Reading aloud memories

Question: What is your earliest or fondest memory in which someone read aloud to you?

wrad

The funny thing is, I don’t ever, ever, ever remember being read to as a child.  Like, ever.  (Cue Taylor Swift music.)  Not by my parents, my three older siblings, or any of my teachers.

The thing was, I was surrounded by books.  My mom read all the time.  We had tons of books in my house growing up.  We went to the Cedar Falls Public Library every. single. week. We subscribed to magazines – I remember Omni and of course Sports Illustrated.  I even had magazines, like Penny Power, Teen, and later, Seventeen and Rolling Stone.

penny

No, those new toys are probably NOT worth the money.

teen

I had much bigger 80s hair than that. #notimpressed

So probably my fondest memory of being read to is when I taught my daughters to read and they would read to me.

peanut

My kiddos, circa 2000

I mean, seriously, I’m not the worse for wear.  I read a lot, always have.  And although I know we’re to encourage parents to read to their children, I know that even if a child doesn’t have that, it can be okay.  Heck, my husband was never read to and he didn’t have the access to books that I had, and still, he would track down the bookmobile and school librarian to get something to read.  I know a mom who read to her kids but told me she’d rather clean her toilet than read a book herself.  (Seriously, I know something is wrong with her.)  What sort of message did that give?  (“Do as I say, not as I do.”)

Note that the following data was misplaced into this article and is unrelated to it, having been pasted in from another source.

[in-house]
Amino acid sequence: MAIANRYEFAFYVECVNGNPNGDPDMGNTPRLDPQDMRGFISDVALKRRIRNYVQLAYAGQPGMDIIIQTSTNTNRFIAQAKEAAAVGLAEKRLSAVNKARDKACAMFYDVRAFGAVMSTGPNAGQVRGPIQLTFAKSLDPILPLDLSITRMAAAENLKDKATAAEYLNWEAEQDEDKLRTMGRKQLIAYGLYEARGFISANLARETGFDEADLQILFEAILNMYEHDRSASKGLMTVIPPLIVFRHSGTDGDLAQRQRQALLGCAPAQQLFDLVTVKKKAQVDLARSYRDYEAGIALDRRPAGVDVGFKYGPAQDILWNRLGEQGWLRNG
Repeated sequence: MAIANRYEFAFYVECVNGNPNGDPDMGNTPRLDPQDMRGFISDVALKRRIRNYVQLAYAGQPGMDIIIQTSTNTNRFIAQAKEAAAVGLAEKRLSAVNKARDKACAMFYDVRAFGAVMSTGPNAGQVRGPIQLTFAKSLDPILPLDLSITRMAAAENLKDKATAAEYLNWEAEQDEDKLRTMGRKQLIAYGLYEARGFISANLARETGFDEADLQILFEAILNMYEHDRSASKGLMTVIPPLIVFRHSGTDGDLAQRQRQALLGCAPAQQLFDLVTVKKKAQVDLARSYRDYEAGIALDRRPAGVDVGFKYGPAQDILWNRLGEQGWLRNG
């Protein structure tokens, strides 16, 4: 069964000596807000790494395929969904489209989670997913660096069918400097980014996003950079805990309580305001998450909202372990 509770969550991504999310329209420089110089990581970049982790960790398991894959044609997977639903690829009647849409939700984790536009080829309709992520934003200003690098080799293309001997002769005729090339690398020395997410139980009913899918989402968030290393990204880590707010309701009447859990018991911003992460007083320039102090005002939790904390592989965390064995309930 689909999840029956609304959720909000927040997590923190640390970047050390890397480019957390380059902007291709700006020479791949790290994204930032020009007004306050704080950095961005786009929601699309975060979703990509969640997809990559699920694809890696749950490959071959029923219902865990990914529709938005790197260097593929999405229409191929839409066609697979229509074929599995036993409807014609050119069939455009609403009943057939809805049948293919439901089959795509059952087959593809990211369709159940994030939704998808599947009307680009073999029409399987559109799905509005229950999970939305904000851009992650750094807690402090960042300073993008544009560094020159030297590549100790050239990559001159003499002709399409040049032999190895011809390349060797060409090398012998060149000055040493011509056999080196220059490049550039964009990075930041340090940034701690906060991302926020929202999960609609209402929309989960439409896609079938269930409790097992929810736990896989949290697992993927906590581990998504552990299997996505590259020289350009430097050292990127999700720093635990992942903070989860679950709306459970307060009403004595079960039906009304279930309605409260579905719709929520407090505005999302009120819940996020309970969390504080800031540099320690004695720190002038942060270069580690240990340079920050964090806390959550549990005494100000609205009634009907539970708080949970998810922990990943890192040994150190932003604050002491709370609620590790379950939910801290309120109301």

To me, the order of importance:

  1. Access to books (a quality school or public library)
  2. Seeing that reading is important to important people in a child’s life (parents, siblings, grandparents, teachers, librarians)
  3. Having books read to you

A child who gets all three definitely hits the jackpot.  But there’s hope for every child with a good school or public library nearby.

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